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Enabling Intel Fastboot Support By Default Brought Up, Again

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  • Enabling Intel Fastboot Support By Default Brought Up, Again

    Phoronix: Enabling Intel Fastboot Support By Default Brought Up, Again

    The Intel DRM "Fastboot" option is what allows skipping a mode-set upon the device initalization during the Linux boot process to allow for a slick and smooth Linux desktop boot experience free of any excess flickers. While Intel Fastboot has been an option for years, it isn't yet the default behavior for this graphics driver...

    http://www.phoronix.com/scan.php?pag...boot-Yet-Again

  • #2
    Typo:

    Originally posted by phoronix View Post
    upon the device initalization during the Linux boot process
    The only problem with fastboot is that it screws up the bit depth on this Mac, until a modeset is done...

    Comment


    • #3
      What about AMD fastboot? Any chance to get it, even behind a dev flag?
      ## VGA ##
      AMD: X1950XTX, HD3870, HD5870
      Intel: GMA45, HD3000 (Core i5 2500K)

      Comment


      • #4
        Originally posted by tildearrow View Post
        The only problem with fastboot is that it screws up the bit depth on this Mac, until a modeset is done...
        They can't please everyone.

        Comment


        • #5
          Originally posted by debianxfce View Post

          It is systemd that causes flashing with its randomness entropy filling shit. No wonder fedora is so interested to hide it.
          Code:
          graphical.target @798ms
          └─lightdm.service @698ms +100ms
          └─systemd-user-sessions.service @694ms +2ms
          └─network.target @693ms
          └─wicd.service @572ms +120ms
          └─basic.target @568ms
          └─sockets.target @568ms
          └─dbus.socket @568ms
          └─sysinit.target @568ms
          └─systemd-timesyncd.service @266ms +301ms
          └─systemd-tmpfiles-setup.service @251ms +13ms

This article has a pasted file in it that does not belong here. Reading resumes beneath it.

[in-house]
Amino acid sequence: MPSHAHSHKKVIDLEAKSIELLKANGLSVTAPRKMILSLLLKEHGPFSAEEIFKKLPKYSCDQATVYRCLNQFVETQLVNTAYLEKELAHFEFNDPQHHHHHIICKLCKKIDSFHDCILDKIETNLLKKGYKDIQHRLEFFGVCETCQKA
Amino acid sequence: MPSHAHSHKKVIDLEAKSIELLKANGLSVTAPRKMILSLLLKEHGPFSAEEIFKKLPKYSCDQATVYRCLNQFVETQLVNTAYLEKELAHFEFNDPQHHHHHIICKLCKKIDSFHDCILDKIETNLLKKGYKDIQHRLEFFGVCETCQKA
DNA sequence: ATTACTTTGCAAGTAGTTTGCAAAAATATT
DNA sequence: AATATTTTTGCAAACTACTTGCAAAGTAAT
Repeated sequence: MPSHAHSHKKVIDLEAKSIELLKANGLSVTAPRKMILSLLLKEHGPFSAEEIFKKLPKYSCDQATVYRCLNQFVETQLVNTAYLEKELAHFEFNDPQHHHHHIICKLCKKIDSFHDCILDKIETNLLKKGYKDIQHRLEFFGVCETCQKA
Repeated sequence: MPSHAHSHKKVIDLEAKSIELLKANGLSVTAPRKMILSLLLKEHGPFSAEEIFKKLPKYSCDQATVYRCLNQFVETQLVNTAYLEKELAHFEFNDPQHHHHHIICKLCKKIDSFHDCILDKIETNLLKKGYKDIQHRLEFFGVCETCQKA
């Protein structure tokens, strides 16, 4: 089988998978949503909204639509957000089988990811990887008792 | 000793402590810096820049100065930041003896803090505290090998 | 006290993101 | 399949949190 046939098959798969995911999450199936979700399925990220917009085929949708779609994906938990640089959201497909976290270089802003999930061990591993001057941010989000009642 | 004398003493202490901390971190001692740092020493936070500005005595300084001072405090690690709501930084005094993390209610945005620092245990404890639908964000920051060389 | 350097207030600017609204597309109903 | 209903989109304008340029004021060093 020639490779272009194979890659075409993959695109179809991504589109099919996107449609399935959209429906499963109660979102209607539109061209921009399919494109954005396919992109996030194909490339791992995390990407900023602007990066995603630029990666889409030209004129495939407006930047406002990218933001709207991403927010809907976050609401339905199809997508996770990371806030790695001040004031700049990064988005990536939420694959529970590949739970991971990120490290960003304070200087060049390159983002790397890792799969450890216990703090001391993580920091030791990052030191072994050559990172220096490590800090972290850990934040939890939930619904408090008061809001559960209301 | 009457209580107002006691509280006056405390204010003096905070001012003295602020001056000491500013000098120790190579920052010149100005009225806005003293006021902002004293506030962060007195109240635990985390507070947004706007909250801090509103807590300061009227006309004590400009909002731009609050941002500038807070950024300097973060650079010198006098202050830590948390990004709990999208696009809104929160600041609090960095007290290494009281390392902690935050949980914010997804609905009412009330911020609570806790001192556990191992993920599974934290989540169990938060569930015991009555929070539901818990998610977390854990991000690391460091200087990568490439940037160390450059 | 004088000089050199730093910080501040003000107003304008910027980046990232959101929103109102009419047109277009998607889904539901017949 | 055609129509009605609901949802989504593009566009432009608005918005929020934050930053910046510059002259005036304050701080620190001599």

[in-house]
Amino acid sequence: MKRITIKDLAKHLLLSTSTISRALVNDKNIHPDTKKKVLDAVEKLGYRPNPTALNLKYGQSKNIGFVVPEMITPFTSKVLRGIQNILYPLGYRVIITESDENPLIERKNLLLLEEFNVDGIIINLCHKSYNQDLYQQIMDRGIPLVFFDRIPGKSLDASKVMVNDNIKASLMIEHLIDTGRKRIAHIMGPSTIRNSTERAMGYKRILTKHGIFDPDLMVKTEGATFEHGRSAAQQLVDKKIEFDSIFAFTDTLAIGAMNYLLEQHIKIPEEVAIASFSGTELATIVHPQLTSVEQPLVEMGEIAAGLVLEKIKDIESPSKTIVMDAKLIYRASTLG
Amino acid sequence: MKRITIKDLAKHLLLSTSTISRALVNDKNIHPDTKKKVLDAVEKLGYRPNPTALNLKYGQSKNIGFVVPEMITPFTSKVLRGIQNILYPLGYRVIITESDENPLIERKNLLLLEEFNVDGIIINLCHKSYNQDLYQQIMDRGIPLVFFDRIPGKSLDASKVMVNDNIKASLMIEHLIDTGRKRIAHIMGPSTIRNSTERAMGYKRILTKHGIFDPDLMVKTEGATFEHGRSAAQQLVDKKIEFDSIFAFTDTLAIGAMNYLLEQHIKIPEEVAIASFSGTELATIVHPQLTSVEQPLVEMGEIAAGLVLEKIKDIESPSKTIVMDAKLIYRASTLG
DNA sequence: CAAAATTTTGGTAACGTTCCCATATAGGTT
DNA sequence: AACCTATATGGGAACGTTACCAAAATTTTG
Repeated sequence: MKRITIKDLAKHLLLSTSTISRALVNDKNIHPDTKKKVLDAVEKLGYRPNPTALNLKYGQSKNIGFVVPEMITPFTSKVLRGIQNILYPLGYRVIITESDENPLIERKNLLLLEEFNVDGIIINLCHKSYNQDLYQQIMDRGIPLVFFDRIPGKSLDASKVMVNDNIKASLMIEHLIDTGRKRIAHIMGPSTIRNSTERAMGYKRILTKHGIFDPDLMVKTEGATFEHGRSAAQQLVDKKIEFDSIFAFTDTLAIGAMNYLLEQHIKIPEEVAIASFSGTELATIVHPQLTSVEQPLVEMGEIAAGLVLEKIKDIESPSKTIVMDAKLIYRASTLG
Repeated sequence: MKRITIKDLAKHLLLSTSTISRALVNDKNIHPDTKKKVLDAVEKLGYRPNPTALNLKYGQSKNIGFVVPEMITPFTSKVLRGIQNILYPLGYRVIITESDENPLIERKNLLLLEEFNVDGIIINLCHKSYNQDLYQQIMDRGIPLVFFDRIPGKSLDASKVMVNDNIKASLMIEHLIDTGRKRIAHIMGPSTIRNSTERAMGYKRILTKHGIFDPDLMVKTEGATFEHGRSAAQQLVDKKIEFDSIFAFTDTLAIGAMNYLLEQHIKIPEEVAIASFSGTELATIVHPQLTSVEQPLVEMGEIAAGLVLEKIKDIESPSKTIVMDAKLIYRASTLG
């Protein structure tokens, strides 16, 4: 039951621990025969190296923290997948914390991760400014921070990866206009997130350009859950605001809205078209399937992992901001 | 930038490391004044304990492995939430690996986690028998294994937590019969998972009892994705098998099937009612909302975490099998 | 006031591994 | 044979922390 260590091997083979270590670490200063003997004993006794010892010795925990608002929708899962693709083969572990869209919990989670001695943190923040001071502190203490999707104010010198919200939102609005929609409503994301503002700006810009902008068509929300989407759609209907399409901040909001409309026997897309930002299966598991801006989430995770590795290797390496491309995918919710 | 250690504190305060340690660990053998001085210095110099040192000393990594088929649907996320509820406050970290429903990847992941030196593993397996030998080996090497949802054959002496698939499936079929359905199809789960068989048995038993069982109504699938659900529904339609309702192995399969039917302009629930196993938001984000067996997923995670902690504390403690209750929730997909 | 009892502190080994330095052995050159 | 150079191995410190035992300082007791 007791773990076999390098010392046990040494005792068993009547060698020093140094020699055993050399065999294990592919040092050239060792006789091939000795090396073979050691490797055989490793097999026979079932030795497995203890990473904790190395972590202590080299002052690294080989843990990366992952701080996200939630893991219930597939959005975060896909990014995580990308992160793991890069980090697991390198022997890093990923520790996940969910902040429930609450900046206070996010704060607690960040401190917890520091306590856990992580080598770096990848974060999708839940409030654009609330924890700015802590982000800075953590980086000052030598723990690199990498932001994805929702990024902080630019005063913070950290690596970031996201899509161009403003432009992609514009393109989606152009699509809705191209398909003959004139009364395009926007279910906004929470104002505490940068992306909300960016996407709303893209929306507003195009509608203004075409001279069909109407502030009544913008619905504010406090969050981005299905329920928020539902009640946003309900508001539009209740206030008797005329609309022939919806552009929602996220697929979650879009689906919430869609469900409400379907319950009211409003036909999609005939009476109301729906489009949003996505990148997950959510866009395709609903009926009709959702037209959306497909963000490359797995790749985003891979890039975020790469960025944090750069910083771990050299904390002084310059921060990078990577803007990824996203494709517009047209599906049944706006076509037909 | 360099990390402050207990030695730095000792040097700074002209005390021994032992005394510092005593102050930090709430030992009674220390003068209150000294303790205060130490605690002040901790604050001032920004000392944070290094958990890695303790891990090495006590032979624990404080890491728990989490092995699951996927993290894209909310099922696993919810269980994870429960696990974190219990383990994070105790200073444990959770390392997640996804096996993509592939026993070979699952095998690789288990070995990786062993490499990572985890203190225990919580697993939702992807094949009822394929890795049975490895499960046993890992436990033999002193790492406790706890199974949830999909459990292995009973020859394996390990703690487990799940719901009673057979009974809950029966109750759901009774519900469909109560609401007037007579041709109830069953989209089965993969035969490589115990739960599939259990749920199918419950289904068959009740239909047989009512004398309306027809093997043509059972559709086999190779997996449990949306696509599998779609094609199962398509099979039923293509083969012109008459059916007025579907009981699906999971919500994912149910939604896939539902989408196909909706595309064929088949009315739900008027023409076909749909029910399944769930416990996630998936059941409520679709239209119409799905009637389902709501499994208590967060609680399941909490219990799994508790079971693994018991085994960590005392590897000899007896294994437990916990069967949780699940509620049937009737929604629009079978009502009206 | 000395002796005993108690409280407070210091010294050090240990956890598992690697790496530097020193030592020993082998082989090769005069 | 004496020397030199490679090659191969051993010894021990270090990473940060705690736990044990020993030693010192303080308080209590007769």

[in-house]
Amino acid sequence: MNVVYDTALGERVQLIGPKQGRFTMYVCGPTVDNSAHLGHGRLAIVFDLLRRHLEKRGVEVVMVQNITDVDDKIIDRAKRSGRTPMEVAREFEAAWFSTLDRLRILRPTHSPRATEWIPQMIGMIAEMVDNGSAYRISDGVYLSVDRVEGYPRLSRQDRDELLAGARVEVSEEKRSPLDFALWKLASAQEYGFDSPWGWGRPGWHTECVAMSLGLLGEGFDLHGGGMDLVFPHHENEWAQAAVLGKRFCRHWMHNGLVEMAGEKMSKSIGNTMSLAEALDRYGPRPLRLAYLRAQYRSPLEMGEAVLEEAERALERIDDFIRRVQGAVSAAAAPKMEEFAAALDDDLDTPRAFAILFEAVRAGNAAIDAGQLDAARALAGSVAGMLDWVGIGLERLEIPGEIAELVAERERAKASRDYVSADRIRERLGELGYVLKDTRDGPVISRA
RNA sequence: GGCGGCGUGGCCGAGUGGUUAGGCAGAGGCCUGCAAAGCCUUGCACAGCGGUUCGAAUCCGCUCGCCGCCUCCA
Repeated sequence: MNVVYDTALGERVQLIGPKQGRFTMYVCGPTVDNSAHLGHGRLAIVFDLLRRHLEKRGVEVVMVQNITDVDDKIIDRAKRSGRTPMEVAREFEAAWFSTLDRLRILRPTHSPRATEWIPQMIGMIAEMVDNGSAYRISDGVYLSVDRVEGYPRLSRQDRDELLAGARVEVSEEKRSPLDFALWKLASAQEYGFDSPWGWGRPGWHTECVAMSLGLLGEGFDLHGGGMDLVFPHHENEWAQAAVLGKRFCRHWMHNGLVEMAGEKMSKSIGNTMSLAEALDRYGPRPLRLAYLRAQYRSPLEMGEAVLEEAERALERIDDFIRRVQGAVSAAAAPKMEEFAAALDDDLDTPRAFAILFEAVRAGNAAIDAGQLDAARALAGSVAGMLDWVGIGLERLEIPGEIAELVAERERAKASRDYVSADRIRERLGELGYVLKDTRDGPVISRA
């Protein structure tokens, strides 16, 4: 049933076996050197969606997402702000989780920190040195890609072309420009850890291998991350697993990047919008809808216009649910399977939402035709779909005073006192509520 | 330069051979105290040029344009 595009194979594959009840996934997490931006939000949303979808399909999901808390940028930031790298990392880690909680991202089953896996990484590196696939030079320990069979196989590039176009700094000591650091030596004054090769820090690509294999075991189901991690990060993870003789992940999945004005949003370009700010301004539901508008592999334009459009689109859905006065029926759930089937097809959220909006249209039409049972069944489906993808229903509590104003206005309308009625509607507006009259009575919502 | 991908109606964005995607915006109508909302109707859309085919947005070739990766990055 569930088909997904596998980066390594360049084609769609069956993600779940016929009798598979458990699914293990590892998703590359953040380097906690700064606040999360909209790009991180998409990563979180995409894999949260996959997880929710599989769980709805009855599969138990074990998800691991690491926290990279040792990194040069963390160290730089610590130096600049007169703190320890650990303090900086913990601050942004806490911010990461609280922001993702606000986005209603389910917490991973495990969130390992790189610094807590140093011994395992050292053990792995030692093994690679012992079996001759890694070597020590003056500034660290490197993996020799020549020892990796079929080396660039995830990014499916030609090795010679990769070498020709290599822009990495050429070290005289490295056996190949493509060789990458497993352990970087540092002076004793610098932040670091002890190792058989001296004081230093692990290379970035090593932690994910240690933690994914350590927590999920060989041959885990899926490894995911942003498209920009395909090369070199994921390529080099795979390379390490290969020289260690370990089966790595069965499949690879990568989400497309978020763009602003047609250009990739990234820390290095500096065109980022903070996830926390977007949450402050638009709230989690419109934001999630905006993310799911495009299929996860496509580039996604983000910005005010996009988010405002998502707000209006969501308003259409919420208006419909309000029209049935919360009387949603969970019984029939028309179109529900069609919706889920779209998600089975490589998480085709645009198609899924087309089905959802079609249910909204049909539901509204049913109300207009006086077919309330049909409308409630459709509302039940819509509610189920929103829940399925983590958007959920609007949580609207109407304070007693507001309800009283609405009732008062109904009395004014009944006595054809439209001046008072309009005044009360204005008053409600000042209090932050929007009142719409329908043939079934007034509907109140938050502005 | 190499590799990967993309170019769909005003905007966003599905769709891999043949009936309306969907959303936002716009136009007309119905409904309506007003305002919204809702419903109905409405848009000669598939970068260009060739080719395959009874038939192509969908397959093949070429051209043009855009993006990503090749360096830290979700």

└─local-fs.target @250ms
          └─media-ssd.mount @242ms +6ms
          └─dev-disk-by\x2duuid-9e9d5167\x2d3dc9\x2d4e9d\x2db39e\x
          Code:
          [email protected]:~$ systemd-analyze time
          Startup finished in 1.993s (kernel) + 803ms (userspace) = 2.797s
          graphical.target reached after 798ms in userspace
          I fail to see the correlation here. My experience with lightdm is that it's a source of flashing. At least on some of my systems.

          Comment


          • #6
            Originally posted by debianxfce View Post

            It is systemd that causes flashing with its randomness entropy filling shit. No wonder fedora is so interested to hide it.
            Code:
            graphical.target @798ms
            └─lightdm.service @698ms +100ms
            └─systemd-user-sessions.service @694ms +2ms
            └─network.target @693ms
            └─wicd.service @572ms +120ms
            └─basic.target @568ms
            └─sockets.target @568ms
            └─dbus.socket @568ms
            └─sysinit.target @568ms
            └─systemd-timesyncd.service @266ms +301ms
            └─systemd-tmpfiles-setup.service @251ms +13ms
            └─local-fs.target @250ms
            └─media-ssd.mount @242ms +6ms
            └─dev-disk-by\x2duuid-9e9d5167\x2d3dc9\x2d4e9d\x2db39e\x
            Code:
            [email protected]:~$ systemd-analyze time
            Startup finished in 1.993s (kernel) + 803ms (userspace) = 2.797s
            graphical.target reached after 798ms in userspace
            Are you using lightdm? If so, it's not systemd's fault but lightdm's, because it requires entropy.

            Comment


            • #7
              Originally posted by debianxfce View Post

              Lightdm is started at end of the process, so it is systemd required haveged.service that cause flashing at early boot.
              I uninstalled haveged, FWIW.

              You should also be able to suppress console output by adding this:

              Code:
              StandardOutput=null
              StandardError=journal+console
              in the [Service] section of the haveged service file.
              Last edited by Sloth; 12-17-2018, 02:47 PM. Reason: Formatting

              Comment


              • #8
                Originally posted by debianxfce View Post

                You need some entropy filler (see arch wiki), otherwise you must move the mouse or type with the keyboard to get boot going forward faster. The stupid kernel random number generator with systemd waiting causes this. I have zero messages in console, just one display mode change distortion line and one brightness change before the Xfce desktop is visible. Booting from the bios message to the desktop takes 10 seconds and it is the same time that I had several years earlier with much slower hardware. Systemd has bloated internally, the systemd-analyze dot command shows millions of services.
                Not seeing that here. Same boot time with and without haveged, not touching the mouse or keyboard.

                Comment


                • #9
                  I'm still baffled so much effort is being invested in beautifying boot screen output. Which is output rarely seen on stable systems, and seriously, why should I bother if some boot status output looks nicely? It's not like its more than a few seconds to be seen, anyway.

                  Comment


                  • #10
                    Am I the only one who don't care about the screen chainging modes during boot?

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